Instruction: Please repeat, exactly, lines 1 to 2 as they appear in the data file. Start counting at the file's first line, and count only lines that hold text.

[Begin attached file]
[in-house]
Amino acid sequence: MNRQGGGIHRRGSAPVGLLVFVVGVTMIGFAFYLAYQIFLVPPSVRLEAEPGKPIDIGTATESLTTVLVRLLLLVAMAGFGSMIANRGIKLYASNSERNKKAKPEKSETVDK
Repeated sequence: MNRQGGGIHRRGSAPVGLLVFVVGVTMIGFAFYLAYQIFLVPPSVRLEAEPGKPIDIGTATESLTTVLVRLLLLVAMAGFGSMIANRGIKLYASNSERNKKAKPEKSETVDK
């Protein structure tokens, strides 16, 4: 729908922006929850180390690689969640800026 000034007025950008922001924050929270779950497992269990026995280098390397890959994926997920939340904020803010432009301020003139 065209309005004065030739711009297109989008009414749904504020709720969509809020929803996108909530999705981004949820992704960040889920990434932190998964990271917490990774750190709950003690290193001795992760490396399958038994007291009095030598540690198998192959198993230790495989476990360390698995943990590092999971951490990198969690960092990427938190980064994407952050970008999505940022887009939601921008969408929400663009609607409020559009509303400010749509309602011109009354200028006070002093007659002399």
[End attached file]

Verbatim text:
[in-house]
Amino acid sequence: MNRQGGGIHRRGSAPVGLLVFVVGVTMIGFAFYLAYQIFLVPPSVRLEAEPGKPIDIGTATESLTTVLVRLLLLVAMAGFGSMIANRGIKLYASNSERNKKAKPEKSETVDK